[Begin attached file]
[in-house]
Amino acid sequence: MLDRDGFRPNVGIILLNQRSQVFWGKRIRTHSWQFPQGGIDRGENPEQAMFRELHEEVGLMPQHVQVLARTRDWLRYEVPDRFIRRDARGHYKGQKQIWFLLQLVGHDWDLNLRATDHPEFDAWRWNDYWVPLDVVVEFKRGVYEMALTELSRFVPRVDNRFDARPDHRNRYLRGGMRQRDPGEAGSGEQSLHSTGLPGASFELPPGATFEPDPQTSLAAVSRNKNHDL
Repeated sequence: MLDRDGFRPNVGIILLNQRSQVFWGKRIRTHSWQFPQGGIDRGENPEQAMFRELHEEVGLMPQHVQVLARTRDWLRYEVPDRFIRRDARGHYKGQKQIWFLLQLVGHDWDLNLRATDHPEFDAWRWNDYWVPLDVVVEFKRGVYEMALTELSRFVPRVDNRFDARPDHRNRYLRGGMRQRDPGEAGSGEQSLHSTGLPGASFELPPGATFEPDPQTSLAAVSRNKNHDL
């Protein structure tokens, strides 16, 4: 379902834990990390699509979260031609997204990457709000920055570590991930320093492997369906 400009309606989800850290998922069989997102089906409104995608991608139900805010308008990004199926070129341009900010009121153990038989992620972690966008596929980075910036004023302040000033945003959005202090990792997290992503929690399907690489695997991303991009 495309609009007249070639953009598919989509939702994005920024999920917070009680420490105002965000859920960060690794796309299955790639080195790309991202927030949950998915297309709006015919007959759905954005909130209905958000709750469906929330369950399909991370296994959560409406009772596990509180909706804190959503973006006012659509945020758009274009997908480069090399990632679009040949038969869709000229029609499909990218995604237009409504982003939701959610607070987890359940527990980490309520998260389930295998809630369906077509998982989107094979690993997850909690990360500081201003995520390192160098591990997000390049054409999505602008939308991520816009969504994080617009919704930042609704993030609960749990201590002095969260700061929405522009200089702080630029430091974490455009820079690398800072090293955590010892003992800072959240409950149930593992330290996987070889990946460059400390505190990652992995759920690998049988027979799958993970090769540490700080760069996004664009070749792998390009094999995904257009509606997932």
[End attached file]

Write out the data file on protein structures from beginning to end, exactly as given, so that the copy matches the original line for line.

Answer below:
[in-house]
Amino acid sequence: MLDRDGFRPNVGIILLNQRSQVFWGKRIRTHSWQFPQGGIDRGENPEQAMFRELHEEVGLMPQHVQVLARTRDWLRYEVPDRFIRRDARGHYKGQKQIWFLLQLVGHDWDLNLRATDHPEFDAWRWNDYWVPLDVVVEFKRGVYEMALTELSRFVPRVDNRFDARPDHRNRYLRGGMRQRDPGEAGSGEQSLHSTGLPGASFELPPGATFEPDPQTSLAAVSRNKNHDL
Repeated sequence: MLDRDGFRPNVGIILLNQRSQVFWGKRIRTHSWQFPQGGIDRGENPEQAMFRELHEEVGLMPQHVQVLARTRDWLRYEVPDRFIRRDARGHYKGQKQIWFLLQLVGHDWDLNLRATDHPEFDAWRWNDYWVPLDVVVEFKRGVYEMALTELSRFVPRVDNRFDARPDHRNRYLRGGMRQRDPGEAGSGEQSLHSTGLPGASFELPPGATFEPDPQTSLAAVSRNKNHDL
């Protein structure tokens, strides 16, 4: 379902834990990390699509979260031609997204990457709000920055570590991930320093492997369906 400009309606989800850290998922069989997102089906409104995608991608139900805010308008990004199926070129341009900010009121153990038989992620972690966008596929980075910036004023302040000033945003959005202090990792997290992503929690399907690489695997991303991009 495309609009007249070639953009598919989509939702994005920024999920917070009680420490105002965000859920960060690794796309299955790639080195790309991202927030949950998915297309709006015919007959759905954005909130209905958000709750469906929330369950399909991370296994959560409406009772596990509180909706804190959503973006006012659509945020758009274009997908480069090399990632679009040949038969869709000229029609499909990218995604237009409504982003939701959610607070987890359940527990980490309520998260389930295998809630369906077509998982989107094979690993997850909690990360500081201003995520390192160098591990997000390049054409999505602008939308991520816009969504994080617009919704930042609704993030609960749990201590002095969260700061929405522009200089702080630029430091974490455009820079690398800072090293955590010892003992800072959240409950149930593992330290996987070889990946460059400390505190990652992995759920690998049988027979799958993970090769540490700080760069996004664009070749792998390009094999995904257009509606997932």